Culture Weekly

Melody for the soul

June 16 - June 22, 2021
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Gulf Weekly Melody for the soul
Gulf Weekly Melody for the soul
Gulf Weekly Melody for the soul
Gulf Weekly Melody for the soul

Gulf Weekly Naman Arora
By Naman Arora

He may be a regular in Bahrain’s music scene, but multi-instrumental maverick Hameed Al Saeed’s latest single is deeply irregular – breaking the moulds of art, pop and rock.

Melancholy Inventory is a five-minute melodic medley released under Hameed’s solo venture Aveora - a portmanteau of ‘Ave’, meaning ‘farewell’ in Latin and ‘Ora’, the Scottish word for a state of being separated.

“When I was writing the song, I was toying with the idea of whether sadness is a choice or whether it is something beyond our control,” the 29-year-old Bahraini musician tells GulfWeekly.

“I wanted to portray sadness or melancholy as this physical thing, like a vault that you could go back to and open up whenever you wanted. That’s how the name Melancholy Inventory came up.”

Inspired by art rock and art pop acts like Radiohead, Muse and Portishead, the single holds one’s auditory attention right from the downbeat, before embarking on a journey through the musician’s ruminations, blending his velvety vocals, both soft and jagged, with his ethereal instrumentation.

A distinct change in sound from his previous singles - In My Blood, Tonight and Down the Rabbit Hole, this is a much more textured song with an airier flow.

One may think it’s centred on post-breakup reflections, but Hameed says there is much more.

“The experience of a past relationship was one of the inspirations behind the song.” he explains.

“But the core is about battles within oneself and the importance of vulnerability and metamorphic life experiences in terms of one’s mental and emotional well-being.”

Hameed wrote the song seven years ago with just a microphone, computer and an audio interface, but he worked on finessing it for a year, recording the vocals at Studio77. Hamad Dashti did the mixing, with Nicolas Essig mastering the single.

Visually, the song holds one’s attention with macabre yet magnificent artwork by Zahraa Awachi (@zahraaawachi on Instagram), but what leaves an indelible mark is the accompanying music video, created by Sumit Sharma (@lensway_creatives on Instagram).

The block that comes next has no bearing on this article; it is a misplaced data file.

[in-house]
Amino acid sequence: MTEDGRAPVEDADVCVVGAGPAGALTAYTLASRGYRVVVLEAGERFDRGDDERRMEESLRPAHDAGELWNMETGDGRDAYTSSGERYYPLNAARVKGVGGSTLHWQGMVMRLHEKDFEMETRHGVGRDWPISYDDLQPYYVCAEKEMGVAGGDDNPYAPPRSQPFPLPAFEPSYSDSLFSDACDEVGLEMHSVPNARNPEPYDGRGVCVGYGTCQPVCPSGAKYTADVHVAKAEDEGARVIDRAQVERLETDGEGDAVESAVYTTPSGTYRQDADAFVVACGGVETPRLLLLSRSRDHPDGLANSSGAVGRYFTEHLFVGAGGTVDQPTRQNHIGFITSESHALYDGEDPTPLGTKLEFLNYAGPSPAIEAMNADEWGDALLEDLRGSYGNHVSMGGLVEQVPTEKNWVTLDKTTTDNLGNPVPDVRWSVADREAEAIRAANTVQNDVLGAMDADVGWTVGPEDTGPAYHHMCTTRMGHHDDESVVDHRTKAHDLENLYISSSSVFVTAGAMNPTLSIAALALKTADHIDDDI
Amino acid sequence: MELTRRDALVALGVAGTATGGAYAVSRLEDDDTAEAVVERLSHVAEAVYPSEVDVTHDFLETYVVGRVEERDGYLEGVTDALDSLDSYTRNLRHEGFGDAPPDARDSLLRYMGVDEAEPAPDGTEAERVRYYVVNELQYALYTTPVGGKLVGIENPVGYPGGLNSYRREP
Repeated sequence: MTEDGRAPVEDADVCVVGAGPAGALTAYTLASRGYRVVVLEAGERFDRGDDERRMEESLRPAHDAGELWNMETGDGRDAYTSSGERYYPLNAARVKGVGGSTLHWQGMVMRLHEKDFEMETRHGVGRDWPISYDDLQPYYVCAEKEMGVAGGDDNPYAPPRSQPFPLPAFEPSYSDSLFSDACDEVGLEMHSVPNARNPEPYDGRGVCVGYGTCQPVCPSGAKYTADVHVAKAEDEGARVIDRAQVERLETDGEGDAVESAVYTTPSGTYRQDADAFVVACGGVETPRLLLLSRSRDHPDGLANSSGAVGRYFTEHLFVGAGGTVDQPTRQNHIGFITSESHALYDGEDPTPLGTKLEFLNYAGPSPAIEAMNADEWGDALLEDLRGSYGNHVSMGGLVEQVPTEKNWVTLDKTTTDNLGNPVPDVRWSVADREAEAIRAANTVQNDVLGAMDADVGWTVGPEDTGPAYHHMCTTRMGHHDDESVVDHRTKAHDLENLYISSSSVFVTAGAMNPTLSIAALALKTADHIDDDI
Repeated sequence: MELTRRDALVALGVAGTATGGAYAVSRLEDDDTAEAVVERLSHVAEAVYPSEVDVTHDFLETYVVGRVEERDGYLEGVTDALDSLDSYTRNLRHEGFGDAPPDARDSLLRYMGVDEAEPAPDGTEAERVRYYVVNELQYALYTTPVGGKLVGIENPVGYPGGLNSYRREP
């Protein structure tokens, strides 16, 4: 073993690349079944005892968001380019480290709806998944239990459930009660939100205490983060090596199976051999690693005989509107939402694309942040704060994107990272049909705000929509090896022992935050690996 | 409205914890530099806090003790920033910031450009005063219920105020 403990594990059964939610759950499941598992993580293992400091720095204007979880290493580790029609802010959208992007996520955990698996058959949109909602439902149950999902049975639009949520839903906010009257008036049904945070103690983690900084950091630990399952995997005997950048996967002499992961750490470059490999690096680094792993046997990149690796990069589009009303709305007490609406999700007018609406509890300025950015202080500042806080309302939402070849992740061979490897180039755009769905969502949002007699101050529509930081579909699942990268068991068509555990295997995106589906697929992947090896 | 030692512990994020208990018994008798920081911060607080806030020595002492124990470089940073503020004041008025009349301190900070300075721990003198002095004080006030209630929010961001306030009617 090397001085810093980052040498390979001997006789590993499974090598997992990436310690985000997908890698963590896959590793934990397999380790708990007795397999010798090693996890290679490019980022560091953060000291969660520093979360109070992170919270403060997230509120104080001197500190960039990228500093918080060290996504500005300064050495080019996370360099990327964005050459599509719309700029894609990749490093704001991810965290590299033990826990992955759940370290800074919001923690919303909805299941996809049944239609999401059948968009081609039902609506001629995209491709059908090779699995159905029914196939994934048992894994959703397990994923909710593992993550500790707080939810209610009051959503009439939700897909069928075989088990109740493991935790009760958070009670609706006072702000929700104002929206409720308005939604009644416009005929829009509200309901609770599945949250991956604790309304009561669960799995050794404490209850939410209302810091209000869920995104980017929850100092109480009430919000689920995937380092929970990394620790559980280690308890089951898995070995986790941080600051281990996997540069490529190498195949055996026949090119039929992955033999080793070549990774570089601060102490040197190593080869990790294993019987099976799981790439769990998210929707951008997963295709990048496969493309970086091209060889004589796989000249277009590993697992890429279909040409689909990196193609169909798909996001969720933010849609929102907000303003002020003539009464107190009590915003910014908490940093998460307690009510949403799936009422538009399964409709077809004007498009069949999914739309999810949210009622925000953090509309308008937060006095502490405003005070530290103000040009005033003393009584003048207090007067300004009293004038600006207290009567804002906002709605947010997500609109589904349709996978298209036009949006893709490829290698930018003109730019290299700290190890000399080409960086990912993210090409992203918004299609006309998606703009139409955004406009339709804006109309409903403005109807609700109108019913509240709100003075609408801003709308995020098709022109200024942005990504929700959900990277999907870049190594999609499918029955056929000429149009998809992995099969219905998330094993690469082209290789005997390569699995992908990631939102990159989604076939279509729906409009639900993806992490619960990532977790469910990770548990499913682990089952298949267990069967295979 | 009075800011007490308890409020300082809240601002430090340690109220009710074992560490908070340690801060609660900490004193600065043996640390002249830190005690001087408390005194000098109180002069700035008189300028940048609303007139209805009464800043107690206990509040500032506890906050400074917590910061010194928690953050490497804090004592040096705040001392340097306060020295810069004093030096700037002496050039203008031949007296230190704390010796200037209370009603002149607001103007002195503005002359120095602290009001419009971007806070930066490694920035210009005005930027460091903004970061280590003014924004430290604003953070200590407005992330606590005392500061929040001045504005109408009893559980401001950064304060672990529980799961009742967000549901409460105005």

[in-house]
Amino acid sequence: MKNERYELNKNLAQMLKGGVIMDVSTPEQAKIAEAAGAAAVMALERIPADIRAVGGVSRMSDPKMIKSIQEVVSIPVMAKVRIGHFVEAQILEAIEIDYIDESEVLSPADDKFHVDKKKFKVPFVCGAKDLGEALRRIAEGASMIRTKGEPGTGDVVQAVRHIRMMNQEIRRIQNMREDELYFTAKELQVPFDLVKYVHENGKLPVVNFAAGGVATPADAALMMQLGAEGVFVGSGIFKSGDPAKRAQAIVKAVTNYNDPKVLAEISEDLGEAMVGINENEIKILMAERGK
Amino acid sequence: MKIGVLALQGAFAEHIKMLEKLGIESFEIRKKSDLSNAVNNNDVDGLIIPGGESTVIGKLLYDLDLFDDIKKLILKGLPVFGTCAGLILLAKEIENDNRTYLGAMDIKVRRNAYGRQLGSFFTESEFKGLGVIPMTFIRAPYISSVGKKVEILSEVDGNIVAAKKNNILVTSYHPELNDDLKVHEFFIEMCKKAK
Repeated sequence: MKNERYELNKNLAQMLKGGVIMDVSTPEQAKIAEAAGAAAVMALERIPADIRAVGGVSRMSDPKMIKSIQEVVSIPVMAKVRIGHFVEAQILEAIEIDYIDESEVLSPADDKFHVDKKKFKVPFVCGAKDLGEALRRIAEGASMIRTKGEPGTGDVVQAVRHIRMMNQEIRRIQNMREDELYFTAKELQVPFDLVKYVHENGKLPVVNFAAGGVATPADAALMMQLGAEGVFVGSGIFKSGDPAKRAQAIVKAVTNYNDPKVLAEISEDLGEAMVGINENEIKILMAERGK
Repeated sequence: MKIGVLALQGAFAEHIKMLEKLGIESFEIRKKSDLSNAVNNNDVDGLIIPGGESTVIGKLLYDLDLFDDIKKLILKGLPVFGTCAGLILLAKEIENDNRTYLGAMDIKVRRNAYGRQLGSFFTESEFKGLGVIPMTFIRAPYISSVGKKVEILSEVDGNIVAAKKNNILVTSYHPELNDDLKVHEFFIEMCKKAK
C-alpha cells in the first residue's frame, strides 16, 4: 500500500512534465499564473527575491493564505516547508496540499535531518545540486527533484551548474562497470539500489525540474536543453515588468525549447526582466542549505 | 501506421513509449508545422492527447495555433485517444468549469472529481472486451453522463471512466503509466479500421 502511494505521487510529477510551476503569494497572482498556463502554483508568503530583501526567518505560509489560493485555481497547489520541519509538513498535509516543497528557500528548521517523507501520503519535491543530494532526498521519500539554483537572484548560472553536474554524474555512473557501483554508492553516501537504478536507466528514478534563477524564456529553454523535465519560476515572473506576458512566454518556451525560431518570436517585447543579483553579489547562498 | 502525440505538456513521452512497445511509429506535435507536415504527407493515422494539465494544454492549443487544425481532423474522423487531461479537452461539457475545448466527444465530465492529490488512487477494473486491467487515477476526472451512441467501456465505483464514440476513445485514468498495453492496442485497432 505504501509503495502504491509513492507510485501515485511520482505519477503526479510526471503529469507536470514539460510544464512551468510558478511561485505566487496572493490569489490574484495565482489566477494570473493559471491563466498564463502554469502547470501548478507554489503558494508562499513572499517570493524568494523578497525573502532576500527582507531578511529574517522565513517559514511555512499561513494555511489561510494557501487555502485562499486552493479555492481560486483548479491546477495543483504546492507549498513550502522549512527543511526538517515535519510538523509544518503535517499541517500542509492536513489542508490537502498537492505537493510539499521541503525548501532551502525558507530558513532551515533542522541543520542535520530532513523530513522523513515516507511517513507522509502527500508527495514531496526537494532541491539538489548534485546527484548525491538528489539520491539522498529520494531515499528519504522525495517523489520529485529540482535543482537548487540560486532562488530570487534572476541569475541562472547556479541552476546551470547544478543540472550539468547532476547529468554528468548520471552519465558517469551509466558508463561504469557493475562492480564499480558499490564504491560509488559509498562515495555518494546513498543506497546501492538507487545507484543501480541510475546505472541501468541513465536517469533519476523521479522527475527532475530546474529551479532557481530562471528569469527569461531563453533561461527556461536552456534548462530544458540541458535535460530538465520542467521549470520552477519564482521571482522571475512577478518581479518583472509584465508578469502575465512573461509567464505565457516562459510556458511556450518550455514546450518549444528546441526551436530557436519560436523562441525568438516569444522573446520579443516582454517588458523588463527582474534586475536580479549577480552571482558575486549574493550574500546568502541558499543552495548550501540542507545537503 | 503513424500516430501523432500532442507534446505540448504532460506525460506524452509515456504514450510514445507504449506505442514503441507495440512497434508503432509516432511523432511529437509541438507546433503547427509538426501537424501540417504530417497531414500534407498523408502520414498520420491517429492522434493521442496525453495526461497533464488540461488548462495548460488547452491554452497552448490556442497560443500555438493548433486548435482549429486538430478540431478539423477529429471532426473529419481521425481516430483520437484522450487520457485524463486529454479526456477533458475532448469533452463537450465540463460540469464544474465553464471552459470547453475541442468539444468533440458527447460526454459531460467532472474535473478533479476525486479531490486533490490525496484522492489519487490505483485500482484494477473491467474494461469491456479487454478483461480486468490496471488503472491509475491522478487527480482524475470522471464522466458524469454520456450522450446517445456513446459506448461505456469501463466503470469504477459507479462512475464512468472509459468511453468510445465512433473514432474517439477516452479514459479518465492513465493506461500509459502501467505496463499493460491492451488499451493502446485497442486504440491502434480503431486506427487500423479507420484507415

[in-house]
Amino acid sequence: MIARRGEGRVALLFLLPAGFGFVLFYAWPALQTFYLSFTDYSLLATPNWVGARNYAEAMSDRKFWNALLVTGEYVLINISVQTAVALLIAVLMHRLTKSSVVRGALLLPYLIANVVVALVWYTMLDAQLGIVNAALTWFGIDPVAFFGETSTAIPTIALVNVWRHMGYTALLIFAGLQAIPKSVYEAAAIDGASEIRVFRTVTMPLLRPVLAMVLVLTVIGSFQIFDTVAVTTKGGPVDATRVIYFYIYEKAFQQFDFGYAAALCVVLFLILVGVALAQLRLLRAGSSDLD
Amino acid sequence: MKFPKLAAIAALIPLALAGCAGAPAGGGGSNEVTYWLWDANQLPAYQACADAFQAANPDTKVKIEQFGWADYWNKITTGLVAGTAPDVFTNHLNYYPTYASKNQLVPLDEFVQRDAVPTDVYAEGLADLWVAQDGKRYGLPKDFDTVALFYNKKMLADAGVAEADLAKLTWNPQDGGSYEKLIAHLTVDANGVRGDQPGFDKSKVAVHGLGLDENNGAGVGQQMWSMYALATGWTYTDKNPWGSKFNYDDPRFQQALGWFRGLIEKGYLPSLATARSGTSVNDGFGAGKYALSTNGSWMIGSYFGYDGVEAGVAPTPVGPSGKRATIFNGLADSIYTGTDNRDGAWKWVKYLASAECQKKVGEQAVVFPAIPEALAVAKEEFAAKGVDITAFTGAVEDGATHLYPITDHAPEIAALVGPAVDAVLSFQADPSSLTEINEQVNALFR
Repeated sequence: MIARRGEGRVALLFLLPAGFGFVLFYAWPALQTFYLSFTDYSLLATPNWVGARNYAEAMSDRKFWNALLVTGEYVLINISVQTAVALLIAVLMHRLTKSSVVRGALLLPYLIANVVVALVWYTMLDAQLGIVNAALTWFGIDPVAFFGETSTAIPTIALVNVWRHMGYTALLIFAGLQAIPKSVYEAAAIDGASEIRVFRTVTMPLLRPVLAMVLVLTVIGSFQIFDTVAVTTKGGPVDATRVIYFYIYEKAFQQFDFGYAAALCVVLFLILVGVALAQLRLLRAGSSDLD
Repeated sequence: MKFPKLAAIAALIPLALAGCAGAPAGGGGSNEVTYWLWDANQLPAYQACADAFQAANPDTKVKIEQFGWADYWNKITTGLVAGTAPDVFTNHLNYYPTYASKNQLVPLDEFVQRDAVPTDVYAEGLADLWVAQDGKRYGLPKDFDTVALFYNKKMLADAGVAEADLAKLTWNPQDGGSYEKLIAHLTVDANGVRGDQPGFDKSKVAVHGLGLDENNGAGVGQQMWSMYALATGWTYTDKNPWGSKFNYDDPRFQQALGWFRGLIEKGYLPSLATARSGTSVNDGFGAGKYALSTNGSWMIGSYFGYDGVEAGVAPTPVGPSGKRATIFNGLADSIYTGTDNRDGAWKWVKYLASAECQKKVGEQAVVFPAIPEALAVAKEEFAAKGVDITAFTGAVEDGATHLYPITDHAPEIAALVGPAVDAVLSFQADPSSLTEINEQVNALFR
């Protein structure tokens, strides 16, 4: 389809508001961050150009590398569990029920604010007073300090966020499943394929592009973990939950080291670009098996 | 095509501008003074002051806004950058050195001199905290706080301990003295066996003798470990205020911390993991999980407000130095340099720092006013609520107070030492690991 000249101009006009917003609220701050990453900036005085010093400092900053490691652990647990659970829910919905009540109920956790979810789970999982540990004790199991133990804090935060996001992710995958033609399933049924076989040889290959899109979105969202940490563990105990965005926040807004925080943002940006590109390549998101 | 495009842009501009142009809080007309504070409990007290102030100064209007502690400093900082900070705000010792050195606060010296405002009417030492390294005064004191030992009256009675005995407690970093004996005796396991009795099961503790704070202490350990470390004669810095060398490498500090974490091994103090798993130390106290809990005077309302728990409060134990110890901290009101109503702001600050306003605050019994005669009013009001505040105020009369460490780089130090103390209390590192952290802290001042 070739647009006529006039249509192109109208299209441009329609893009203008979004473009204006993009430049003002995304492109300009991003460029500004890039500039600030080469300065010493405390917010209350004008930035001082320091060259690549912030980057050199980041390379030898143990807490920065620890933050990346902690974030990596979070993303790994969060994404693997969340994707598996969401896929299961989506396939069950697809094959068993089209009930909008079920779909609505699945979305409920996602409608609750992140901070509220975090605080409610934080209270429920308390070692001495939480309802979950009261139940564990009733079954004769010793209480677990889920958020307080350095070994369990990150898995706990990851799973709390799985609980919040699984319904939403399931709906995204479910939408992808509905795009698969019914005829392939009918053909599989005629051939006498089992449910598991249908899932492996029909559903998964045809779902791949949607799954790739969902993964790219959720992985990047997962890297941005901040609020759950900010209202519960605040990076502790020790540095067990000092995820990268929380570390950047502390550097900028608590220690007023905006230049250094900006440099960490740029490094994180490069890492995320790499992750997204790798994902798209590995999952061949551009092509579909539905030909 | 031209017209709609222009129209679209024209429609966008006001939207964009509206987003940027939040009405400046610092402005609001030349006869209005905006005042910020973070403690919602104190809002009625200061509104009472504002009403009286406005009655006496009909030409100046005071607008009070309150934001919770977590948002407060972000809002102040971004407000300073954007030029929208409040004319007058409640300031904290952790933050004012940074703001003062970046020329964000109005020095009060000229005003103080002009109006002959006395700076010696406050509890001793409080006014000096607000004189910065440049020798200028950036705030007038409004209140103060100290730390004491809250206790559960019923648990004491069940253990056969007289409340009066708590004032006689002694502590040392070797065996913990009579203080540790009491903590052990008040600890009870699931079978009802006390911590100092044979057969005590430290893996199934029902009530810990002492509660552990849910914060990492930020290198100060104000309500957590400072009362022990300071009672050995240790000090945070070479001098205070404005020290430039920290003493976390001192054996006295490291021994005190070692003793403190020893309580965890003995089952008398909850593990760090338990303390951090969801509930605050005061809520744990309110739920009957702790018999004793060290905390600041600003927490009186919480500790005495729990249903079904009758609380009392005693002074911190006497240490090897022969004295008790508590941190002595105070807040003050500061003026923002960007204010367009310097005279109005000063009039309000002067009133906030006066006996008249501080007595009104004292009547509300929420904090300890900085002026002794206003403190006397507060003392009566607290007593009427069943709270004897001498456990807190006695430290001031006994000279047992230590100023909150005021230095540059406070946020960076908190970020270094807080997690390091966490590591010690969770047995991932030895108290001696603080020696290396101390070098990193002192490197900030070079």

“I wanted to create a moving painting, an art installation that is ever-changing and ever-evolving, with the artist becoming part of the art, but with an extremely minimalist approach, while conveying a very substantial message,” he explains.

“The whole music video was divided into two shots, and each was one continuous take. Sumit’s creativity and expertise allowed for the whole thing to materialise exactly the way I imagined it!”

Sumit also plays the drums in Aveora, so he had a good understanding of the feel of the song before he started working on his first-ever music video, recorded using a Canon EOS 5D Mark III.

“Hameed is a rare artist who is genuinely and brutally honest with his music,” the 42-year sound engineer says.

“It’s almost unsettling when you listen to his songs, because you see someone who is crying his heart out and you don’t know how to react.

“With this video, the most challenging part was that the camera was taped on a light stand in such a way that there was no room for me to monitor the viewfinder during the shoot.

“So I had to make sure that the camera was stable, adjust the lights, dial in the required settings, push record, move away and pray for everything to go well.”

The result – a vibrant colourful melange of paints played in reverse, perhaps a perfect reflection of the musician’s repertoire.

Hameed, a member of well-known Bahraini bands like Majaz and InsideOut, also recently performed in Jeddah, avidly advocating Saudi Arabia’s contributions to the Gulf music scene.

“The underground and indie scene is exploding and more and more original, totally fresh sounding bands are coming out of it every day,” he adds.

“Indie labels and new music venues that support both local and regional artists are also opening up now, giving a major push to the scene across the Gulf.”

If you are searching for something fresh on the Bahraini music scene, Melancholy Inventory is definitely one for your song cellar.

For details, follow  @aveoramusic on Instagram. Melancholy Inventory is now available on Spotify, Apple Music, Bandcamp, Soundcloud and Anghami.







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